To manage and optimize cooperation and interoperation among sales, marketing, and customer care activities, one first needs to determine what gaps may exist in these processes.

The Services Gap Model

Brands can only come into being when the correct expectations are set and delivered. Executive management makes product feature and positioning decisions, which must then be communicated by the marketing department, implemented by the sales or services departments, and supported by post-purchase customer care activities. Here a variety of disconnects can happen. Is the promised experience envisioned by management, promised by marketing, delivered by sales, and supported by customer care congruent with the customer’s perceived experience?

The Services Gap Model provides a framework for understanding and improving service delivery, and thereby customer experience, which directly affects brand perception. Even when the item sold is a product, not a service, the framework remains applicable because intangibles that are perceived as services are always involved in delivering a good.

Services Gap Model

Figure 1: The Services Gap Model Triangle

Executive leadership makes “executive decisions” about a product or service; marketing encapsulates these as value propositions; sales communicates these value propositions to customers; and customer care deals with customers when the promises thought up by executive leadership, encapsulated by marketing, and communicated by sales are not perceived by the customer.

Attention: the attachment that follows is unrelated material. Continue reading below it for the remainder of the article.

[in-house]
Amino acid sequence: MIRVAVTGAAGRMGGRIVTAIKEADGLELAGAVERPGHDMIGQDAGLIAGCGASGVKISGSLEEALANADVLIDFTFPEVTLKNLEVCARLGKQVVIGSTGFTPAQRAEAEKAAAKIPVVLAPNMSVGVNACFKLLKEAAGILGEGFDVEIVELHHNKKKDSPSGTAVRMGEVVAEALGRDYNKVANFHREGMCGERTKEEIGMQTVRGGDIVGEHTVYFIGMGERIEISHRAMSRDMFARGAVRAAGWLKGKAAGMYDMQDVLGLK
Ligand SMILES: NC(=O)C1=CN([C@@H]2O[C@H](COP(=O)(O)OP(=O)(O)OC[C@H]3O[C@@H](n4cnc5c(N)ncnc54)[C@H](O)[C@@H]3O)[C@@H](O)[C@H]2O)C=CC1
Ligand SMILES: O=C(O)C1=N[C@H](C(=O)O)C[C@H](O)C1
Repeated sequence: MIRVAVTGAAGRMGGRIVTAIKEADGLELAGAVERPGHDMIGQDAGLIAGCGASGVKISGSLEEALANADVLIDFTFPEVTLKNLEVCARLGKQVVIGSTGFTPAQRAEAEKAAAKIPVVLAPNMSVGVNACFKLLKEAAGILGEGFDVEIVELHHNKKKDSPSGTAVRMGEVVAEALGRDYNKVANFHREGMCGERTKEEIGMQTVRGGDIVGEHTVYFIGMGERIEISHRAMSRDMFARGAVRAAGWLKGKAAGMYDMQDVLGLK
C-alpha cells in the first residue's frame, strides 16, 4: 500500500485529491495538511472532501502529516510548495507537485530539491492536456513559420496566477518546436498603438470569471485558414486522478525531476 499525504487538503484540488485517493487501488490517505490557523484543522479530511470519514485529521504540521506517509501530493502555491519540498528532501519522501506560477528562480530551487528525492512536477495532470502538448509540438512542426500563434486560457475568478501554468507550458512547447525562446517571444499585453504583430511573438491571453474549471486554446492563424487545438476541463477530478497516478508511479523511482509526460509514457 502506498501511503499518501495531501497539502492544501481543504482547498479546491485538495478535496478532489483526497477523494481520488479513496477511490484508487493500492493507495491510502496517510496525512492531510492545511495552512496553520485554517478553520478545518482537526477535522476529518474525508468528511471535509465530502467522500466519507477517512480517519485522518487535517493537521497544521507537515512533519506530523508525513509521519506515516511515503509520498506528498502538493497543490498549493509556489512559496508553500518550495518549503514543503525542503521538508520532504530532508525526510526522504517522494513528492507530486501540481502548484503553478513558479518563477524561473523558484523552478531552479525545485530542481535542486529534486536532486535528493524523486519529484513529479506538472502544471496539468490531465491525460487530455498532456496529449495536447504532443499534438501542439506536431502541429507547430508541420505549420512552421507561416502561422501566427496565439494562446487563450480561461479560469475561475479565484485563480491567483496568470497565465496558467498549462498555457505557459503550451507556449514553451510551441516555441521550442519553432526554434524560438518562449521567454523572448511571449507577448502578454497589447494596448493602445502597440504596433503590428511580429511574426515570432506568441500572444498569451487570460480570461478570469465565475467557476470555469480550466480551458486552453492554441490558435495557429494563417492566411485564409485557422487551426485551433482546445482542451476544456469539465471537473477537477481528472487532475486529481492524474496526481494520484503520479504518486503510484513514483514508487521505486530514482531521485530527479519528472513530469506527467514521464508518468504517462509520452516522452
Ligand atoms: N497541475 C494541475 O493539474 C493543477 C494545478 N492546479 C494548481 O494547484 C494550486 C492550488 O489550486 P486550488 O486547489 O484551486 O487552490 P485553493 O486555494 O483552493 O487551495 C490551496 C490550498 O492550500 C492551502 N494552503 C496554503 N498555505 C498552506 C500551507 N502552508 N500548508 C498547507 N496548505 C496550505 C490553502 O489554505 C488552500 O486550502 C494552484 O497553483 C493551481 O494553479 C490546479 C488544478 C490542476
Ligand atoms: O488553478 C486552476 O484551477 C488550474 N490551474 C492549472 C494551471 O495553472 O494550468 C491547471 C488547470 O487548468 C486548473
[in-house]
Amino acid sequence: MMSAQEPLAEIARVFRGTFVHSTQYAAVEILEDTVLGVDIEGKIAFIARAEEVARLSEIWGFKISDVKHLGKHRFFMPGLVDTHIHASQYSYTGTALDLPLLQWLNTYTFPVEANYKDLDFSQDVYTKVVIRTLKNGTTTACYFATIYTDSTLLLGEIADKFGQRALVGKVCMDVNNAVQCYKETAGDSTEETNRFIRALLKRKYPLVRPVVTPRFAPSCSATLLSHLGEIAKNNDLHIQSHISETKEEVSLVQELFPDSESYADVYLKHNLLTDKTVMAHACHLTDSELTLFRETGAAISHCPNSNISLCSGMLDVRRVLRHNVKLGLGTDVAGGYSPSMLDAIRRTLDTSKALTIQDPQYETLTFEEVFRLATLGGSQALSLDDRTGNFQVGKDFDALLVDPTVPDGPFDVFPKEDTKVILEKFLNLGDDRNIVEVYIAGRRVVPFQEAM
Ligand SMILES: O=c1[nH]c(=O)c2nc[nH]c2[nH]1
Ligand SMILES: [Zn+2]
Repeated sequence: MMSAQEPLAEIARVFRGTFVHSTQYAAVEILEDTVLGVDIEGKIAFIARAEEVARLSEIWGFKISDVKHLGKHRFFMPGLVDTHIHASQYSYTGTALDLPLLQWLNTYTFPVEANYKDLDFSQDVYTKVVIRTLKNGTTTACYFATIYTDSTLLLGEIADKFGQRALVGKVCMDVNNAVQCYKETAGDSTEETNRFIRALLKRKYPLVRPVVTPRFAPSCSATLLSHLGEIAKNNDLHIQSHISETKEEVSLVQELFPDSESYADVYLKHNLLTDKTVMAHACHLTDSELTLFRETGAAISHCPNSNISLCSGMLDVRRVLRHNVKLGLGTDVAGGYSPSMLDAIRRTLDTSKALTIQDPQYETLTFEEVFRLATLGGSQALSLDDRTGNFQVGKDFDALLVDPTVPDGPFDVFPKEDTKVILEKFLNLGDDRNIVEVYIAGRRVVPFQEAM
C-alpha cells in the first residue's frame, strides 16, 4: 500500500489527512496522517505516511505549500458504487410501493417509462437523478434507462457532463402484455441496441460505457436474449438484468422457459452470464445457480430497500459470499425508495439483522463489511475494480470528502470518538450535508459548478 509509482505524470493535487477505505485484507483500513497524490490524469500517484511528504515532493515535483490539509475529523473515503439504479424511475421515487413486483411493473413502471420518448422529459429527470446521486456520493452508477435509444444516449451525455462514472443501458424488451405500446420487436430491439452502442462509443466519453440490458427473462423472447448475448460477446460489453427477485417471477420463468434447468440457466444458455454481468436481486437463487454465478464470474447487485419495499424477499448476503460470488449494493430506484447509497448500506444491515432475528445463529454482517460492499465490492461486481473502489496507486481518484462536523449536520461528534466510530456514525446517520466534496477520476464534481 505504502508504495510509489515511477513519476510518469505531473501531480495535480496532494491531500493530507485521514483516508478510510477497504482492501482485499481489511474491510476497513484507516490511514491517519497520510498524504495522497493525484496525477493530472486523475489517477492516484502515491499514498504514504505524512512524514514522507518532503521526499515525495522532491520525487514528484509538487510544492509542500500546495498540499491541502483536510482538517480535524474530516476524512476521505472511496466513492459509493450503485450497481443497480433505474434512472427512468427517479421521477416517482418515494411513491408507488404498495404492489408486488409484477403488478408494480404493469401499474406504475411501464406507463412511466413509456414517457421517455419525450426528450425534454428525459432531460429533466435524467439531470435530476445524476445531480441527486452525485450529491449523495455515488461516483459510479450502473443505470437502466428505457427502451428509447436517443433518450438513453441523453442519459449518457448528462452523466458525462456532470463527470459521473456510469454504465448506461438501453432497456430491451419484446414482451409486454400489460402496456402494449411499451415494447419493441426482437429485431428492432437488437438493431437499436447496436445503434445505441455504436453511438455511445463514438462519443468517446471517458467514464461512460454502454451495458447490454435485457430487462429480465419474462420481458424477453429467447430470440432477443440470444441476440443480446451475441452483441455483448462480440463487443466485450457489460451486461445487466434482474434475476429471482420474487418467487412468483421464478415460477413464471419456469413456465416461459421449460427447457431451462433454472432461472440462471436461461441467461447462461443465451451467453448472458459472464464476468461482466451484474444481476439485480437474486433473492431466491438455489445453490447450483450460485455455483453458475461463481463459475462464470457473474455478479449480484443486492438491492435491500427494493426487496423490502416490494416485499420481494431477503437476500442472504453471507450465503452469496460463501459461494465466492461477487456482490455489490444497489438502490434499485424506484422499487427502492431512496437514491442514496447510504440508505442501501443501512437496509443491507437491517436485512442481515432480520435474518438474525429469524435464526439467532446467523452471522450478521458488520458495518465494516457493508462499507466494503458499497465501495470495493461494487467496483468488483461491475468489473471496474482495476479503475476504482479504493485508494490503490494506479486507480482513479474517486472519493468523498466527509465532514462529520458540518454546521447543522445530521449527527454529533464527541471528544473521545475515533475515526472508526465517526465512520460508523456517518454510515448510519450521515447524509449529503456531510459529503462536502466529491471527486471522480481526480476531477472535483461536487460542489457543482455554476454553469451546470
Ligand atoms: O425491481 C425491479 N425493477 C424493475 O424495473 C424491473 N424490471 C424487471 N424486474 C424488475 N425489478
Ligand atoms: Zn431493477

Clearly, communication breakdowns can happen at every level and juncture.

(1) How has executive leadership learned what the customer wants? Through direct interaction with the customer, or though surveys or other traditional quantitative research methods? If those who set the tone—who are responsible for defining positioning—have little to no engagement with real customers, then critical decisions related to product positioning (features and benefits) are made in an information vacuum, and often may not be customer-centric. If insights were gained through direct customer interaction, it is rather more likely that leadership will have a well-informed understanding of what the market really wants, as well as what the market does not need. This does not negate the need for aggregate market research, however.

Therefore, the highest echelons of the company must be involved with the customer, even if only from time to time, so that the true customer desires are learned, their solutions implemented, and the correct promises communicated back. This avoids or minimizes the occurrence of the customer having a different experience than was promised, which is important for maintaining brand identity and loyalty.

(2) Executive leadership and marketing (who encapsulate leadership’s value propositions) must also have a rapport with frontline staff, and must regularly inform customer-facing departments of what was learned during high-level interactions with customers, and how that might have affected messaging and positioning.